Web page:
The Knicks have every right to fear the North in this season’s Atlantic Division showdown.
As we enter the 2018–19 season, a few things have changed for both the New York Knicks and the Toronto Raptors since last year.
There’s a LOT of excitement around the Knicks’ future with this year’s rookie class of Kevin Knox and potential wild cards Mitchell Robinson and Allonzo Trier. In Toronto, they made headline news firing of Coach of the Year Dwane Casey and going all-in on a could-be rental of Kawhi Leonard.
New York and Toronto will match up four times this season on these dates:
- November 10 @ Toronto
- February 9 in New York
- March 18 @ Toronto
- March 28 in New York
The Raptors and Knicks remain on opposite ends of the totem pole with much different goals in mind. After pushing their chips into the middle and acquiring Leonard, the Raptors have aspirations of being the team that makes it out of a LeBron-less Eastern Conference. On the other hand, the Knicks would like to reach that stage, but their time won’t be this year.
Barring injury, the Knicks will be expected to finish the season near the bottom of their division once again while Toronto will duke it out with both Boston and Philly for the best record of the Eastern Conference, let alone the Atlantic Division. The books from this list of offshore sites will agree that putting your money on the Knicks may not be worth it due to the odds being so distant. While the Celtics are the clear favorite to have the one seed and go the Finals, the Raptors are expected to finish not too far behind. The Raptors’ problem is not winning regular season games, but rather how they play once they get to the playoffs year in and year out—a persistent issue that prefaced Casey’s dismissal.
Unless Kawhi doesn’t return to form pre-injury or doesn’t have chemistry with his new teammates, the duo of him and Kyle Lowry should be at least as effective as the Lowry/DeRozan duo, if not better, with Leonard’s defensive prowess. One thing is look for is how well Kevin Knox will be able to not only guard Leonard, but how he plays while being guarded by him and how he uses what he learns from each of the four games.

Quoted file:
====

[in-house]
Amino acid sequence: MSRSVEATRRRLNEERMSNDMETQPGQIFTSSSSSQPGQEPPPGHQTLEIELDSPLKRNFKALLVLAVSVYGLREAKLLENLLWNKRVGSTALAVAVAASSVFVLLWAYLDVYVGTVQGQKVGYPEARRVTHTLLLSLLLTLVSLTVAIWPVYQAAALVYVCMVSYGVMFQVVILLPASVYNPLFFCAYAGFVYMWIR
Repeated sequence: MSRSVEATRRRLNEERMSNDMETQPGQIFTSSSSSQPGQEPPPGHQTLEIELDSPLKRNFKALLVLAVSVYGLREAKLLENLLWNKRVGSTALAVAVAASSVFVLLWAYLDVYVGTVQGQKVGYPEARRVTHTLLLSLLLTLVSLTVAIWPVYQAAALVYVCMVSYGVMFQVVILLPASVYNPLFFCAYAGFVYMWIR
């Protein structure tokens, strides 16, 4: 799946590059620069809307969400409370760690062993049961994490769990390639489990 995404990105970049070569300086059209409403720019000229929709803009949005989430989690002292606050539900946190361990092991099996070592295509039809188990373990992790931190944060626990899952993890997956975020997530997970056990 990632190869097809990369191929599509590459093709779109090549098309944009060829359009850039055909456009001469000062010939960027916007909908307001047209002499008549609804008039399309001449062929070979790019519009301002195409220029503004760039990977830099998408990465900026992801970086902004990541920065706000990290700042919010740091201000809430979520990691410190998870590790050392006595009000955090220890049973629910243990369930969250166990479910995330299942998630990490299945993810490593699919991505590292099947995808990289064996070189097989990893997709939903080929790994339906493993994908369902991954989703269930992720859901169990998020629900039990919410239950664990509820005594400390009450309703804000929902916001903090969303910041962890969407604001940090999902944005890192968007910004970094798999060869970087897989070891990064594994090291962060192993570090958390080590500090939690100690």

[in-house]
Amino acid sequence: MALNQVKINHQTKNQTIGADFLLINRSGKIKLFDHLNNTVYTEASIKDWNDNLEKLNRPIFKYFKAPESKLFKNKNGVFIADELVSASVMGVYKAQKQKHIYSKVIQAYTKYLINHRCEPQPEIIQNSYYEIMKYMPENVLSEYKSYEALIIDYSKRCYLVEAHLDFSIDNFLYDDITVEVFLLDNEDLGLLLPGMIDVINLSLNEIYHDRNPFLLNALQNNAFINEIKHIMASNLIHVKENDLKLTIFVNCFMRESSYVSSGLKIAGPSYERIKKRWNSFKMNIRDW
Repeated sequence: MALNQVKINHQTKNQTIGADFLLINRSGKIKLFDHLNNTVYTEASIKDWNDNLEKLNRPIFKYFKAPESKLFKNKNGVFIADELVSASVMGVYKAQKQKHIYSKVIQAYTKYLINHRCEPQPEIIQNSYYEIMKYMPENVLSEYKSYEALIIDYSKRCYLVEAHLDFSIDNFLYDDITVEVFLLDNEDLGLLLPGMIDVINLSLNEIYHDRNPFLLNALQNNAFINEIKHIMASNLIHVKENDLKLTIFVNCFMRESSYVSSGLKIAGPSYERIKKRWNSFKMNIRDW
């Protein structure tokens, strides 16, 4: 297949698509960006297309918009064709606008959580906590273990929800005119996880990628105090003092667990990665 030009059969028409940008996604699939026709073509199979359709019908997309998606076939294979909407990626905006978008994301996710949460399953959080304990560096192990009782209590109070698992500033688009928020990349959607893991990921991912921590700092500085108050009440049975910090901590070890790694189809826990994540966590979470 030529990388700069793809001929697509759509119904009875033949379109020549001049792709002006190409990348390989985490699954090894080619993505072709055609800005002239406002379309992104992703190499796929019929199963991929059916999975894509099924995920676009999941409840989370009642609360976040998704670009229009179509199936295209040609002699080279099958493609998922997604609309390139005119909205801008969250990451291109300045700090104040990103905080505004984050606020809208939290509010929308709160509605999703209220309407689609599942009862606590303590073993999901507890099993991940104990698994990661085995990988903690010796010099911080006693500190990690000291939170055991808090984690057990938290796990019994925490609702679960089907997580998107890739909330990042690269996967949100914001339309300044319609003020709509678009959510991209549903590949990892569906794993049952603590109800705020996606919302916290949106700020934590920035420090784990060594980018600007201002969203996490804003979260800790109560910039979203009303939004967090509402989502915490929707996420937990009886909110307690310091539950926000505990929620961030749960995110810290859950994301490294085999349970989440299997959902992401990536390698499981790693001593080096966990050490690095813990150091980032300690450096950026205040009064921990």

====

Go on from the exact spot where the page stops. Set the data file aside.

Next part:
Here is the projected starting lineup for the Raptors:
PG Kyle Lowry
SG Danny Green
SF Kawhi Leonard
PF Serge Ibaka
C Jonas Valanciunas
Throughout the season, there’s going to be many a night where the ‘Bockers simply don’t have enough depth to win game against top tier teams in the league. The lack of depth across the board with be a problem for this season’s matchup once again. While Frank Ntilikina will be able to guard Lowry, Delon Wright, Fred Van Fleet and company, what other Knick backcourt players are going to consistently defend? With Tim Hardaway Jr. all but penciled in to start at the 2 or 3, the rest of the young backcourt in Ntilikina, Trey Burke, and Emmanuel Mudiay will have their work cut out for them.
Lance Thomas is the next willing defender and will have the task of keeping Kawhi in check, one that few in the world are able to do on a consistent basis. He can also be matched up on Serge Ibaka with Knox helping in a pinch. The Knicks could win the rebounding battle in a few of these games if Enes Kanter can out-duel Jonas Valancuinas, but that’s a matchup that at the very least will end up canceling out. Depending on Mitchell Robinson’s role with the team, his athleticism may be enough to get the Knicks’ frontcourt an advantage it’ll desperately need.
For the reserves, the Raptors had the best bench in the NBA last season statistically and just about have the same unit. There will be nights where Kanter, THJ, and Knox can explode but the team still loses due to this lack of depth. Hopefully, this can happen while catching Toronto on an off night.
Style of Play
What we’ve seen so far in the preseason matches exactly with what Fiz has been saying from the jump; New York will being playing fast this year. The faster pace will lead to an increased three-point opportunities, something NYK has needed for years now. It won’t be perfect, but it’ll be exciting to see the team take baby steps this season and get out on the break every chance they get.
THJ in transition ooooweeee pic.twitter.com/peqG78bXbn
— The Knicks Wall (@TheKnicksWall) October 1, 2018
Last season, Toronto’s offense was notably more free-flowing than previous under Coach Casey and it created better opportunities for the ex-backcourt duo and the role players. Assuming new coach Nick Nurse implements a similar philosophy, they’ll have one of the top offenses in the league once again. Former Spurs Danny Green and Kawhi should be making a very smooth transition from playing in the pace and space offense in the NBA.
Realistically, what won’t change will be the outcomes of the series between these two Atlantic Division teams. While New York’s culture is changing by the second, Toronto has one already established itself as elite and should remain as one of the top seeds in the Eastern Conference. The Knicks were outmatched last year against the Raptors and lost the season series 3-1. Don’t be surprised by the same outcome this season, or even if a clean sweep comes to pass, especially with the Knicks’ best player potentially missing all four games.
On paper, the Raptors should
get bounced in the second round sit near the top of the East, if not at the very top, while the Knicks will be playing for another lottery pick come season’s end. I know, it seems like forever since there has been a season preview with the Knicks being the better team in this matchup. The good news is this could very well be the last year that this is the case.